Vietnamese resto's 'peculiar smell' takes New York

By Duc Trung   May 20, 2023 | 05:00 am PT
Vietnamese resto's 'peculiar smell' takes New York
Nhung Dao Head and Jerald Head at their fermented shrimp paste noodles restaurant in New York, U.S. Photo obtained from Instagram/
A Vietnamese noodle joint has been cooking up attention in New York City with the pungent aroma of fermented shrimp paste in MAM NYC's signature dish: Bun dau mam tom.

Jerald Head, a young American cook, first met Nhung Dao, an office worker in Ho Chi Minh City, one fall day in 2016.

Jerald was in Vietnam to study its culinary tradition.

A year later, just after he became the head chef at a Vietnamese restaurant in New York City, Jerald returned to Vietnam to take Nhung's hand in marriage.

Nhung relocated to the U.S. with her husband in 2020 amid the Covid-19 outbreak, which forced many New York restaurants, including Jerald's, to close down.

However, having been rendered jobless turned out not to be the worst thing in the world for Jerald: in September of that year the city began allowing restaurants to sell take-out and even serve diners outside on the sidewalk (just like Vietnam).

Hearing opportunity knock, Nhung and Jerald decided to open "MAM," a pop-up Vietnamese food stall opposite a park in Chinatown, Manhattan.

"Mam" means fermented foods, and their main dish was "Bun dau mam tom" (rice vermicelli with fried tofu and fermented shrimp paste), a special noodle soup that was the centerpiece of several of their first dates in Vietnam. It is also one of the hardest Vietnamese dishes to find in the U.S. It's not even that easy to find in Vietnam sometimes. The novelty of their signature soup was what drove so many people to the restaurant their first opening week.

"Word of mouth spread and people left reviews online, helping our dish spread quickly among the Vietnamese community in New York," Nhung said.

"We targeted Vietnamese people, so we didn't try to adjust the spices to Western taste. We just wanted to recreate that original taste as much as possible."

Nhung and Jerald made the tofu themselves because they said the tofu available in the U.S. was too dry, hard and "tasted industrial," unlike Vietnamese tofu, which is soft and rich. They brought tofu-making machines from Vietnam, and used traditional recipes from Nhung's relatives in the Central Highlands province of Gia Lai to make homemade Vietnamese tofu fresh every day.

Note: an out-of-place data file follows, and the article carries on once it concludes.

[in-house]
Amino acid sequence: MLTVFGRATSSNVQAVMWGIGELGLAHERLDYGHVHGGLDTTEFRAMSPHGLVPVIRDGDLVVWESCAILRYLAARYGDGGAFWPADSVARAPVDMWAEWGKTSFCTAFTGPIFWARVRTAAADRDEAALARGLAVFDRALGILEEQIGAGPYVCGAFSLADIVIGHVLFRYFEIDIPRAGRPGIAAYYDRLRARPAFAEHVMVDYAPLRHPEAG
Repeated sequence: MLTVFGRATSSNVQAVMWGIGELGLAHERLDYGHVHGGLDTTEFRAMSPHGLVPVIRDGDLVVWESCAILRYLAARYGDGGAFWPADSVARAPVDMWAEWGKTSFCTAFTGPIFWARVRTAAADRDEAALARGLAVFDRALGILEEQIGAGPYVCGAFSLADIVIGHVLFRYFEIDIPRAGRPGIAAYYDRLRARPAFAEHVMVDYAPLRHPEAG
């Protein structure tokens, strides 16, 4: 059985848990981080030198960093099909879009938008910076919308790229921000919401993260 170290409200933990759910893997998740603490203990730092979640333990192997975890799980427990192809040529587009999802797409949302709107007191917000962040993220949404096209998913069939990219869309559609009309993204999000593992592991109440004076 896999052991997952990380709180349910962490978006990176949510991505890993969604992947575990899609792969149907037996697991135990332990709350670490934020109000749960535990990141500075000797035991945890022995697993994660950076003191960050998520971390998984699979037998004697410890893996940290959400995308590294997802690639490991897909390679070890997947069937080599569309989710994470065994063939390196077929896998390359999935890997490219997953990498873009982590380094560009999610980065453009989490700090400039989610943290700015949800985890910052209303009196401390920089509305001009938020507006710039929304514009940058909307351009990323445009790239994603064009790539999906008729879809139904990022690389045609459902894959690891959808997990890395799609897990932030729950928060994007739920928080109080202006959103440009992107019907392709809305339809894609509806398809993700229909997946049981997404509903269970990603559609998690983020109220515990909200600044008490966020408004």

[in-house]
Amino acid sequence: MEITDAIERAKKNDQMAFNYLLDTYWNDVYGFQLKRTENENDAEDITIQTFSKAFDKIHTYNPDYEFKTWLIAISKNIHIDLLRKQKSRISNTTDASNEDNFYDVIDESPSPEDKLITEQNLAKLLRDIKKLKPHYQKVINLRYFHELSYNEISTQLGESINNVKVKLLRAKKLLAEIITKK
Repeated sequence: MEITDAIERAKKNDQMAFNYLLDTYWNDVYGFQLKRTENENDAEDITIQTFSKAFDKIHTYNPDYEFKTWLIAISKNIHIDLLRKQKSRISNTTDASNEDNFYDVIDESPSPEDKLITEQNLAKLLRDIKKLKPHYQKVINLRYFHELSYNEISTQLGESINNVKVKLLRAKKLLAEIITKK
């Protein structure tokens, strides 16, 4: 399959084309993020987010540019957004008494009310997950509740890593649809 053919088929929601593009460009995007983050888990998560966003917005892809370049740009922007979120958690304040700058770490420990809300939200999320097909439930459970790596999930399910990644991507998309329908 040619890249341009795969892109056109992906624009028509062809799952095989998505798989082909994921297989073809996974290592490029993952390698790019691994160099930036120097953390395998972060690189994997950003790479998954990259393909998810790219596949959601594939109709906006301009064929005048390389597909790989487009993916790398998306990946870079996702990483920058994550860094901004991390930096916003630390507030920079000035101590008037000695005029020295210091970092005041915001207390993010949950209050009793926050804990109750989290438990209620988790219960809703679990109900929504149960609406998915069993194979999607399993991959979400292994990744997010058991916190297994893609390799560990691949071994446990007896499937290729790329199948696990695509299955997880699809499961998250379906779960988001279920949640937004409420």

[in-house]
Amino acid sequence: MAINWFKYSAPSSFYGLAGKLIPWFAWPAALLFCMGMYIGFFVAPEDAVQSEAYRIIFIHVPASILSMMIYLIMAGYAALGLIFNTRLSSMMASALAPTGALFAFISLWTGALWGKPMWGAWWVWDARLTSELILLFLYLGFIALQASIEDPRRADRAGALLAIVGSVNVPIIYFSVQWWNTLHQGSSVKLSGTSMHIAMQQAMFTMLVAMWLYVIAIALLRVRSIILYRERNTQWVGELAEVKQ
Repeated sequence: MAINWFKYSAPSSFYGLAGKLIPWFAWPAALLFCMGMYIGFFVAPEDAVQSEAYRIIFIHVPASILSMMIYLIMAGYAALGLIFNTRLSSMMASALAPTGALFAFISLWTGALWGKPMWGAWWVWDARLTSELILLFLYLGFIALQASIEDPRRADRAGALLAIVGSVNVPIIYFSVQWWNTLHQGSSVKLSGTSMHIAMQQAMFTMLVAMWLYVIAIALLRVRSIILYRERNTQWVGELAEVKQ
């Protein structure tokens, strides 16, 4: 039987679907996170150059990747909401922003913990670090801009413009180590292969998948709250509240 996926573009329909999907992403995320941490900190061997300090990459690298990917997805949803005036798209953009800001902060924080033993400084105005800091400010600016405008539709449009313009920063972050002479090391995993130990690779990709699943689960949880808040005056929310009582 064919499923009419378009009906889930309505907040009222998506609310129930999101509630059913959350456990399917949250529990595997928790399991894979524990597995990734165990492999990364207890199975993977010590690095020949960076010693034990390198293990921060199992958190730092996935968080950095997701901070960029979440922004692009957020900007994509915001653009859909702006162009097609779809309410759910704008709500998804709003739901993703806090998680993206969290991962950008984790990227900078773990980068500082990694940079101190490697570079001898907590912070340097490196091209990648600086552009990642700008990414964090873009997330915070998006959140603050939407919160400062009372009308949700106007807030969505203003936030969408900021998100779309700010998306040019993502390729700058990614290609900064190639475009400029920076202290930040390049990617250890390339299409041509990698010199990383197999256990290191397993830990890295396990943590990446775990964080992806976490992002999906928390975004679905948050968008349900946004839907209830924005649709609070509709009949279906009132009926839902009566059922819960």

Nhung also made "Cha com" (Green sticky rice patties), while Jerald cooked the pig innards, another part of the dish, using a recipe from Nhung's father. The couple bought their "Asian" herbs from Grand Street in Chinatown because a vendor there was importing them from the swampy southern United States, where the muggy climate is similar to Vietnam's.

But the only place in the city they could find the star of the dish, mam tom (fermented shrimp paste), was at a supermarket.

"The mam tom at the U.S. supermarket has an okay quality and is sellable, though it's not as good as we would have wanted," Nhung said. So the couple decided to source their stinky shrimp paste straight from Vietnam instead.

"Choosing good mam tom in Vietnam is not easy. After a place recommended to us in Thanh Hoa Province (in central Vietnam) passed our taste test, it was as if we had struck gold," she added.

People enjoy rare Vietnamese dishes with fermented shrimp paste "mam tom" on street-side plastic stools at MAM NYC in New York. Video obtained from Instagram/

When the Covid-19 situation began to lessen in May 2022, the couple turned their pop up into a restaurant – "MAM NYC" – at the same location as their food stall in Chinatown. The place became a hit and the New York Times ranked MAM at 26th among the 100 best restaurants in the city.

A portion costs $32 and includes rice vermicelli, fried tofu, green sticky rice patties, pork, innards, fermented shrimp paste and assortments of herbs. The shrimp paste itself is mixed with sugar, lemon juice and chili.

"Americans think that Vietnamese food is only a low-budget item. But they don't know that it takes effort and passion to create a Vietnamese dish with original taste," Nhung said.

Pete Wells, a restaurant critic for the New York Times, said MAM NYC "serves the most exciting Vietnamese food in New York" in an April article. He praised the shrimp sauce and "bright" herbs, and described the crispy tofu's soft insides as similar to mozzarella sticks.

"Sitting on a plastic stool in the street eating tofu from a bamboo tray while pedestrians and dogs and e-bikes and regular bikes and mopeds pass in both directions may be as close as you can get in Manhattan to lunch hour in Hanoi," Wells wrote.

When first-timers come to the restaurant, Nhung often mentions that the mam tom might "smell and taste peculiar," but it's both necessary and delicious.

"Even some Vietnamese can't eat mam tom, but I always encourage customers to try. If they can't handle it, we have fish sauce as a replacement," Nhung said.

During Tet this year, Nhung and Jerald visited Vietnam and returned with 100 liters of mam tom. But now, even though they're only open on weekends, the shop is almost out of the ingredient.

Jerald said it takes hours to cook the innards and the cha com. He added that they serve about 100 bowls of noodle soup a day.

"We are always overwhelmed," said Nhung. "Customers often have to make reservations and line up outside for at least 30 minutes."

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